Finding my way back from the Land of Librarian Burn Out has meant doing a lot of what anxious introverts like me do best: constant introspection and self-reflection. It’s not quite obsessive, but it isn’t a slacker-style navel-gazing either. It’s almost like therapy homework: deep thinking paired with constructive action. I’ve been reading through Maria Accardia’s writing on librarian burnout, ordered this book in hopes of creating a more meaningful work experience, ordered this other book to help me do better in my current role, and am talking to friends in and out of Libraryland and academia about career choices and general life happiness.
I have zero conclusions and virtually no wisdom to share, but I have thoughts. So. Many. Thoughts. Hang in there kitten-poster-style:
Thought #1: I am in a good situation.
This is something I am constantly trying to keep in mind, particularly on days that aren’t going well. Talking to a friend this weekend was a good reminder of all the ways in which my partner and I are living that academia-dream life. Tenure! A house! Health insurance! I enjoy the work of being a librarian. I have a whole sabbatical year to question my career confusion (among other things). What other career gives you that option? Also: University of Maryland affiliated institution benefits are amazing.
Thought #2: I am tired of being so risk averse.
My parents were both school teachers. They each taught at the same school, in the same subjects for over twenty years. TWENTY YEARS! My mom went back to school in her 50s, earned a master’s degree, and switched to a different education-related career but still worked within the same school district. That was the model I had for career trajectories. I thought I’d get a job after graduating from college and that would be MY JOB. I’m on my 3rd professional, full-time, post-college position and have been overcome by fear each and every time I switched jobs. My first month at my first library job I was sure the people who hired me were going to regret it. At the job I have now I negotiated a higher salary than what I was offered but agonized over doing so (really over even just thinking about it).
I look at interesting job postings these days and immediately begin to catalog all of the reasons why I can’t/shouldn’t/won’t apply for that job. What will my partner do at this new location? Will he be able to get a job? Can we afford to buy a house there? I don’t have the exact required qualifications. I don’t know if now is the right time to make a move. What if I regret it? What will I be giving up tenure for instead?
You get the idea.
I am so tired of doing this. I am tired of shutting down options before they even present themselves. I am tired of being afraid of taking a risk in my professional life. I am tired of not possessing the confidence of a mediocre white dude. I read Jessica Olin, Michelle Millet, Maura Smale, and April Hathcock and think: YES. GET IT. So why shouldn’t I?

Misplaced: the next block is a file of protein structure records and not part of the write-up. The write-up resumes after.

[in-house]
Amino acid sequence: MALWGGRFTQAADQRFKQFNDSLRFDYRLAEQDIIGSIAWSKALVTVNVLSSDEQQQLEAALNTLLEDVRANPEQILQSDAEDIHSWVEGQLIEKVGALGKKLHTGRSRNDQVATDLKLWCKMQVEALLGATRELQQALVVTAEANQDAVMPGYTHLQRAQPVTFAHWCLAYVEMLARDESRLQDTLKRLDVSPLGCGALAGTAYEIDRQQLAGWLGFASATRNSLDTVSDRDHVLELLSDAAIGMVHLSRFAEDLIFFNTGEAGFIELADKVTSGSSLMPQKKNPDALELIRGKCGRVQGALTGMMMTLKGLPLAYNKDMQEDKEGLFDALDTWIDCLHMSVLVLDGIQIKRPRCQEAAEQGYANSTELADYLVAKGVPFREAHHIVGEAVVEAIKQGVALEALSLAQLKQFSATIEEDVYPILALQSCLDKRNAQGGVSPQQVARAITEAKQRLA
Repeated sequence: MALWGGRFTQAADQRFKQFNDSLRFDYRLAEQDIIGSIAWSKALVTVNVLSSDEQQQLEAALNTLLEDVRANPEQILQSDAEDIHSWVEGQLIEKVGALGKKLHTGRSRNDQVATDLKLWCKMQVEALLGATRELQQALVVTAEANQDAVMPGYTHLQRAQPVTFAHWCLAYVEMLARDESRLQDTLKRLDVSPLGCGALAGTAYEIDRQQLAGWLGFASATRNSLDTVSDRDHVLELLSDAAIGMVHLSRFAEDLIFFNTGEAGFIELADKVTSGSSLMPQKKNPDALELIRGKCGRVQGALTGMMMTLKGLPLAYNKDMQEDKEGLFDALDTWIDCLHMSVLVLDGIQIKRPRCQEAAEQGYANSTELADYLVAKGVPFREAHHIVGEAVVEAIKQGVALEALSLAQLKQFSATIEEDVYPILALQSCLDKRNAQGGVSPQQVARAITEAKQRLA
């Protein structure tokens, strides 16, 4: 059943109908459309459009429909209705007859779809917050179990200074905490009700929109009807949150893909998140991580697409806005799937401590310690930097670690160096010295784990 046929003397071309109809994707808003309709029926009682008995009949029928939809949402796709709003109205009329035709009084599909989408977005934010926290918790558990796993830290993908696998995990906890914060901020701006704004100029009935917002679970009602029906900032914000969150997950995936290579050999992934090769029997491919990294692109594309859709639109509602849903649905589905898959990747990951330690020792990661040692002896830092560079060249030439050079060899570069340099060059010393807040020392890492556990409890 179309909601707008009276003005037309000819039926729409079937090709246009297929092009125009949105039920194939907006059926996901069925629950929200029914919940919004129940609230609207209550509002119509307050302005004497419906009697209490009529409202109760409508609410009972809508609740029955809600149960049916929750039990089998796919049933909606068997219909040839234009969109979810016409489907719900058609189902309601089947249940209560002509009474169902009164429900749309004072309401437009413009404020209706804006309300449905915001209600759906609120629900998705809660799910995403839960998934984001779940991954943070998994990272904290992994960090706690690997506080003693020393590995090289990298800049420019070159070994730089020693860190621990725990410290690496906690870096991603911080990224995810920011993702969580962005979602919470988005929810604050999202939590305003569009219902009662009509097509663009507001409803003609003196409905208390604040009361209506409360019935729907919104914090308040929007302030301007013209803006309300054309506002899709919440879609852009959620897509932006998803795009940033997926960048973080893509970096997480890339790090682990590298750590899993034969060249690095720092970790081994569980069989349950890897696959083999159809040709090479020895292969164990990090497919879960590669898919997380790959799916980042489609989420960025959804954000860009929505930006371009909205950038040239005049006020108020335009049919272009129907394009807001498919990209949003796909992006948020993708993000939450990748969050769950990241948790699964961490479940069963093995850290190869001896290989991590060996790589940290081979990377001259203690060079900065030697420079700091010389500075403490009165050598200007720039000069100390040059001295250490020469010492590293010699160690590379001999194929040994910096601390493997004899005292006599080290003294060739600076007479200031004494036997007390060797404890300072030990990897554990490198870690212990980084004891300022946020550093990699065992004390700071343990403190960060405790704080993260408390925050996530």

Thought #3: I may be more ambitious than I originally thought.
This thought came from a recent G-chat with my virtual library work-wife. Why am I even looking at these job postings if I am not secretly, or not so secretly interested in library leadership? Why am I writing about the pitfalls of instruction coordination if I can’t see a better, alternative model for this professional position? Why do I bother to write about libraries and librarian identity here and elsewhere? Why do I present?
I do these the last few things in large part because they make me happy. I like to learn. I like to read and write and think (and repeat). I never thought I’d want to be in an administrative or managerial position in libraries, but I do see the limitations of the position I’m currently in. I remember reading a blog post a few years ago that I cannot for the life of me find or name about whether or not to “go deep” or “go up” in a career in libraries. One option was to work hard as a liaison librarian, gain tenure and continue to grow/refine your practice. The other was to consider management or leadership positions. I always wondered why it was presented as a dichotomy. Why can’t you do both? Can I?
Thought #4: (which is really more like a question) How can I take a more active role in cultivating my own happiness at work?
I am definitely hyper-aware of workplace structures–both at the library and institutional level–and the ways in which I can work to change them, or not. They have a huge impact on my day-to-day happiness at work. I also have a role to play. I don’t buy into the grit/resilience narratives so many people are trying to sell these days, and I recognize there are limitations to the power I have over my own workplace situation. But I do have some power over myself at work. So how can I use that to help me be happier?
I’m sure I’ll have more #IntrovertThoughts over the next year that I’m away from work, and hopefully they’ll work themselves into more constructive / concrete ideas and actions.
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